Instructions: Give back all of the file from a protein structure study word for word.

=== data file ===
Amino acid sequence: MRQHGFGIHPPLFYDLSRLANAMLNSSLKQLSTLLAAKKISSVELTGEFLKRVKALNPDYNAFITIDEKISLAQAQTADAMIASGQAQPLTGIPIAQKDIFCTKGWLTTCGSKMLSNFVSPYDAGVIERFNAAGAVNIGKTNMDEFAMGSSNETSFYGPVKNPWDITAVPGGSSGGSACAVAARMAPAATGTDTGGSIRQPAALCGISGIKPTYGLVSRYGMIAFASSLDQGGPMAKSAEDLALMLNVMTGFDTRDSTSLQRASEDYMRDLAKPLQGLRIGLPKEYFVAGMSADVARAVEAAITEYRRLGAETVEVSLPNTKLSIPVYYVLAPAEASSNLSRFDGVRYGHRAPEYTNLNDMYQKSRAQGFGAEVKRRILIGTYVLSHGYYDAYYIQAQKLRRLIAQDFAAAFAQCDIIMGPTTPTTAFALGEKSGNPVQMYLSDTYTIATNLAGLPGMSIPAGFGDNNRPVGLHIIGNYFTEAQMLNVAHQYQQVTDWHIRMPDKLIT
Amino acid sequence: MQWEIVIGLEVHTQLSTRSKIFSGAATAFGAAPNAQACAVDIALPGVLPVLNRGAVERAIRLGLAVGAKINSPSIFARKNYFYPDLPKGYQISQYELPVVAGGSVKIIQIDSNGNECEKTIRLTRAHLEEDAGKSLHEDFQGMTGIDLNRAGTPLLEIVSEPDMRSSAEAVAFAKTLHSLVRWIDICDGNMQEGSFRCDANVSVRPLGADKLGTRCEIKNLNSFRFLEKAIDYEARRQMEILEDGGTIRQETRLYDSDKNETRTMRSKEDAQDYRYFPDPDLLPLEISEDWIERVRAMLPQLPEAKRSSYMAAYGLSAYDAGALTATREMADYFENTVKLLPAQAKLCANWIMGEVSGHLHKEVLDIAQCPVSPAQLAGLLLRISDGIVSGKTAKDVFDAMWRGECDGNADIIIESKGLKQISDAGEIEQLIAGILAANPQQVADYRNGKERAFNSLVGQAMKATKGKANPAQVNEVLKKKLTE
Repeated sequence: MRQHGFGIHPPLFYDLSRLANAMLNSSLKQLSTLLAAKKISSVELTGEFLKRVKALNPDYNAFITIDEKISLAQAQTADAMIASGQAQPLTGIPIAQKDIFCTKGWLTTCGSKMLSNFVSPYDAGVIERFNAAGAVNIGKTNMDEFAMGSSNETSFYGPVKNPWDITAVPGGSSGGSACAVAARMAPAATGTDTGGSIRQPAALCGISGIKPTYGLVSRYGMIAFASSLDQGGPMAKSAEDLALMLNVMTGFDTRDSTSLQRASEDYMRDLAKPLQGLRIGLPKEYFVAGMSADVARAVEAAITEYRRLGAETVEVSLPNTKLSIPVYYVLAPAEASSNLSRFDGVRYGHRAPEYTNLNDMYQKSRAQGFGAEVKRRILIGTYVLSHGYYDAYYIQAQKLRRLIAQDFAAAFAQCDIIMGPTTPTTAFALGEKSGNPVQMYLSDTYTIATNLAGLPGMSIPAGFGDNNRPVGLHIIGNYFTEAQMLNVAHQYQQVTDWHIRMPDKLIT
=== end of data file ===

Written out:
Amino acid sequence: MRQHGFGIHPPLFYDLSRLANAMLNSSLKQLSTLLAAKKISSVELTGEFLKRVKALNPDYNAFITIDEKISLAQAQTADAMIASGQAQPLTGIPIAQKDIFCTKGWLTTCGSKMLSNFVSPYDAGVIERFNAAGAVNIGKTNMDEFAMGSSNETSFYGPVKNPWDITAVPGGSSGGSACAVAARMAPAATGTDTGGSIRQPAALCGISGIKPTYGLVSRYGMIAFASSLDQGGPMAKSAEDLALMLNVMTGFDTRDSTSLQRASEDYMRDLAKPLQGLRIGLPKEYFVAGMSADVARAVEAAITEYRRLGAETVEVSLPNTKLSIPVYYVLAPAEASSNLSRFDGVRYGHRAPEYTNLNDMYQKSRAQGFGAEVKRRILIGTYVLSHGYYDAYYIQAQKLRRLIAQDFAAAFAQCDIIMGPTTPTTAFALGEKSGNPVQMYLSDTYTIATNLAGLPGMSIPAGFGDNNRPVGLHIIGNYFTEAQMLNVAHQYQQVTDWHIRMPDKLIT
Amino acid sequence: MQWEIVIGLEVHTQLSTRSKIFSGAATAFGAAPNAQACAVDIALPGVLPVLNRGAVERAIRLGLAVGAKINSPSIFARKNYFYPDLPKGYQISQYELPVVAGGSVKIIQIDSNGNECEKTIRLTRAHLEEDAGKSLHEDFQGMTGIDLNRAGTPLLEIVSEPDMRSSAEAVAFAKTLHSLVRWIDICDGNMQEGSFRCDANVSVRPLGADKLGTRCEIKNLNSFRFLEKAIDYEARRQMEILEDGGTIRQETRLYDSDKNETRTMRSKEDAQDYRYFPDPDLLPLEISEDWIERVRAMLPQLPEAKRSSYMAAYGLSAYDAGALTATREMADYFENTVKLLPAQAKLCANWIMGEVSGHLHKEVLDIAQCPVSPAQLAGLLLRISDGIVSGKTAKDVFDAMWRGECDGNADIIIESKGLKQISDAGEIEQLIAGILAANPQQVADYRNGKERAFNSLVGQAMKATKGKANPAQVNEVLKKKLTE
Repeated sequence: MRQHGFGIHPPLFYDLSRLANAMLNSSLKQLSTLLAAKKISSVELTGEFLKRVKALNPDYNAFITIDEKISLAQAQTADAMIASGQAQPLTGIPIAQKDIFCTKGWLTTCGSKMLSNFVSPYDAGVIERFNAAGAVNIGKTNMDEFAMGSSNETSFYGPVKNPWDITAVPGGSSGGSACAVAARMAPAATGTDTGGSIRQPAALCGISGIKPTYGLVSRYGMIAFASSLDQGGPMAKSAEDLALMLNVMTGFDTRDSTSLQRASEDYMRDLAKPLQGLRIGLPKEYFVAGMSADVARAVEAAITEYRRLGAETVEVSLPNTKLSIPVYYVLAPAEASSNLSRFDGVRYGHRAPEYTNLNDMYQKSRAQGFGAEVKRRILIGTYVLSHGYYDAYYIQAQKLRRLIAQDFAAAFAQCDIIMGPTTPTTAFALGEKSGNPVQMYLSDTYTIATNLAGLPGMSIPAGFGDNNRPVGLHIIGNYFTEAQMLNVAHQYQQVTDWHIRMPDKLIT